Date: 07/07/2020
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New Year's Eve and New York Times
Since we're scrutinizing the Times this fine Sunday, a few comments are in order about the coverage of Saddam Hussein's execution. 

On the plus side, page one, Marc Santora's account of the dictator's last minutes is riveting, and John Burns' more comprehensive treatment of the execution and its fall-out is characteristically excellent.  (As things go in Iraq, it is noteworthy that, in the early editions of the paper, the sub-headline said, "Violence Limited"; the updated headline observes, "Attacks Go On.")

For once, we don't get the Times' editorialized spin on the death penalty until well inside the first section.  But then it comes out in force. 

There is, naturally, "Around the World, Unease And Criticism of Penalty," by Alan Cowell, typical of which is this drivel from Tim Hames, of the Times of London:  "Mainstream middle-class sentiment in Europe now regards the death penalty as being as ethically tainted as the crimes that produced the sentence."  Of course, this reflects — and could only reflect — not the sentiment of the mainstream middle-class but of elite opinion in Europe, particularly of transnational progressive intellectuals who long for a post-sovereign Euro-state. Commonsense people, even those uneasy about or opposed to capital punishment, have no difficulty distinguishing the evil behind the crime and their reservations about the punishment.  It is only the intelligentsia, which questions the very existence of "evil," that consequently finds itself without a compass for such moral and ethical distinctions.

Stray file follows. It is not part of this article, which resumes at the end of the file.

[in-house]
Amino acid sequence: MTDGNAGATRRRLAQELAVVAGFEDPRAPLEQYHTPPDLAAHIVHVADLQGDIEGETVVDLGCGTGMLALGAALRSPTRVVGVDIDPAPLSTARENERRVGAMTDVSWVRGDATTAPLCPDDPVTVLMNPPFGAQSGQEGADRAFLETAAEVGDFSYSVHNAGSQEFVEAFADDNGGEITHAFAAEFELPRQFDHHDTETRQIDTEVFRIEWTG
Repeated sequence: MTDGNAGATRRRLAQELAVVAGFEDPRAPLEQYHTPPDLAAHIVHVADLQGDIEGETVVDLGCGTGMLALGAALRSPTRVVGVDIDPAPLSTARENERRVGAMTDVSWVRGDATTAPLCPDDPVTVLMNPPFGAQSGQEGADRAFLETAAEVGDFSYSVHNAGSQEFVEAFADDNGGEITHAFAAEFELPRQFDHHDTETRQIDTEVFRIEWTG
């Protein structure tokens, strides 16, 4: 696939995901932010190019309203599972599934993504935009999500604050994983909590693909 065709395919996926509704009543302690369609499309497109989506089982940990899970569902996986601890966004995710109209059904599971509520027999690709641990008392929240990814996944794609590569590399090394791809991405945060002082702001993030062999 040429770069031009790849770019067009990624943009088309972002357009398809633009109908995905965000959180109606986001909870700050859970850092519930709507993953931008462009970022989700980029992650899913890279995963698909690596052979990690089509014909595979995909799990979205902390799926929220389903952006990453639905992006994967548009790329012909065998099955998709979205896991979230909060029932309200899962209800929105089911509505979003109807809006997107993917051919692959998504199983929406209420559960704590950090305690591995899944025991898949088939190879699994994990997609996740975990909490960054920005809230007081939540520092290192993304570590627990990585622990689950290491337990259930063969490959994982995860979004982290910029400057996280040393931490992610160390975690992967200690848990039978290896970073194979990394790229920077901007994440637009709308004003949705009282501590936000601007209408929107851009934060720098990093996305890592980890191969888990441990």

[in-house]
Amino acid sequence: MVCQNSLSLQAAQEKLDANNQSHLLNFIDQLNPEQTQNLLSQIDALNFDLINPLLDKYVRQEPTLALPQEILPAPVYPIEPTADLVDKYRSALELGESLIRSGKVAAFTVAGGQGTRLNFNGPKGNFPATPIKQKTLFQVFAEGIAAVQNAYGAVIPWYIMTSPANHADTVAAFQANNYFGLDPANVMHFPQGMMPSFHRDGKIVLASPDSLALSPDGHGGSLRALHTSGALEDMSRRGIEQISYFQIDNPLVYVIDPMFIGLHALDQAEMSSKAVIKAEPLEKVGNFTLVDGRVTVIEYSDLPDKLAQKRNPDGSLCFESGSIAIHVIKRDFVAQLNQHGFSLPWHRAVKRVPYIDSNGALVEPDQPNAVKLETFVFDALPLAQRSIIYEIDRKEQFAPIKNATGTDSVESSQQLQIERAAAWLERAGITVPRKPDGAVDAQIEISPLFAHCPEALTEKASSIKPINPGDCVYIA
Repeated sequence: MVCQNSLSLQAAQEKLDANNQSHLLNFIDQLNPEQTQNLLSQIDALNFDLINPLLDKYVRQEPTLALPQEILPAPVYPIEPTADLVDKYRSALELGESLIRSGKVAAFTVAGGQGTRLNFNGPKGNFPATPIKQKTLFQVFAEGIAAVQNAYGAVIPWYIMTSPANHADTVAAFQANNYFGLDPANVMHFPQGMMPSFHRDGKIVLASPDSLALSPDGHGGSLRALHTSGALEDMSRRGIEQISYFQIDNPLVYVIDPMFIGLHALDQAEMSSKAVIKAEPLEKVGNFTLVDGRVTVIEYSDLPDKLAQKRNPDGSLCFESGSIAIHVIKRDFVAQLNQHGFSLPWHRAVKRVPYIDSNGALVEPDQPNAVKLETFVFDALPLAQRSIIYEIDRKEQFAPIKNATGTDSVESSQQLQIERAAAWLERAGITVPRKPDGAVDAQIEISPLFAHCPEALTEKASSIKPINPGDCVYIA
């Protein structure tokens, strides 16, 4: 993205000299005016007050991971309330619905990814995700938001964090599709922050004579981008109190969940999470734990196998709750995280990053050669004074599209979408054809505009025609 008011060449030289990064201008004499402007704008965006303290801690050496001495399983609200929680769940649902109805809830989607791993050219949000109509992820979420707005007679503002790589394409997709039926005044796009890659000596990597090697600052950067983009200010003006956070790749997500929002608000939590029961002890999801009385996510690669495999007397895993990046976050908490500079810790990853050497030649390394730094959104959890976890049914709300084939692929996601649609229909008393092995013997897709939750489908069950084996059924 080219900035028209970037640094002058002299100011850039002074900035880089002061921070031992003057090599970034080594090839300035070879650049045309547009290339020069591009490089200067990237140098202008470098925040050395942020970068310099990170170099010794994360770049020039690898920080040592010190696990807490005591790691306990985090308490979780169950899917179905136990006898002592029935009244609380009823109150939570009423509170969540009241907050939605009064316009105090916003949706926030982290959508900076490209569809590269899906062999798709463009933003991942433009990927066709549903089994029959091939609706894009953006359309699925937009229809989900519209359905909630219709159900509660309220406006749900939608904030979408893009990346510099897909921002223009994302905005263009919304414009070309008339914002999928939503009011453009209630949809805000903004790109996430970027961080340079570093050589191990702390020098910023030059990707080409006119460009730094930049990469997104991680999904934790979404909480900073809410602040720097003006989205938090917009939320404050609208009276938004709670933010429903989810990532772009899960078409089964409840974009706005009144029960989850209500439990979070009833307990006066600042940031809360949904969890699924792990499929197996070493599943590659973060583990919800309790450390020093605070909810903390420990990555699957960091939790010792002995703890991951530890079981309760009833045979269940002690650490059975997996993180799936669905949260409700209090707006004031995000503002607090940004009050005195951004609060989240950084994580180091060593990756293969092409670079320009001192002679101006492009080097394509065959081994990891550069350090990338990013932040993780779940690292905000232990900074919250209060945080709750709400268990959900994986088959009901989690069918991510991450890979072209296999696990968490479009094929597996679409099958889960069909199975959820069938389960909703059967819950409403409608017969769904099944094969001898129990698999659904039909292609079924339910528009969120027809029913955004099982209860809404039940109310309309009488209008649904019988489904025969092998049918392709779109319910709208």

But the stand-out is Hassan M. Fattah's story, under the inane headline:  "For Arab Critics, Hussein's Execution Symbolizes the Victory of Vengeance Over Justice".  Memo to the Times:  First, very often, vengeance is justice; that is why the most civilized societies (those based on ordered liberty) demand that the punishment fit the crime.  Second, this is an especially counterintuitive headline and theme for a story that purports to convey the cultural sense of the Islamic world (indeed, a story illustrated with a depiction of thousands of "pilgrims" in Mena, Saudi Arabia, observing the Eid). 

In this regard, far more telling — however inadvertently — is the final paragraph of Mr. Santora's aforementioned dispatch:  "[Saddam's] body stayed hanging for another nine minutes as those in attendance broke out in prayer, praising the Prophet, at the death of a dictator."  For the believers, vengeance and justice ... inseparable.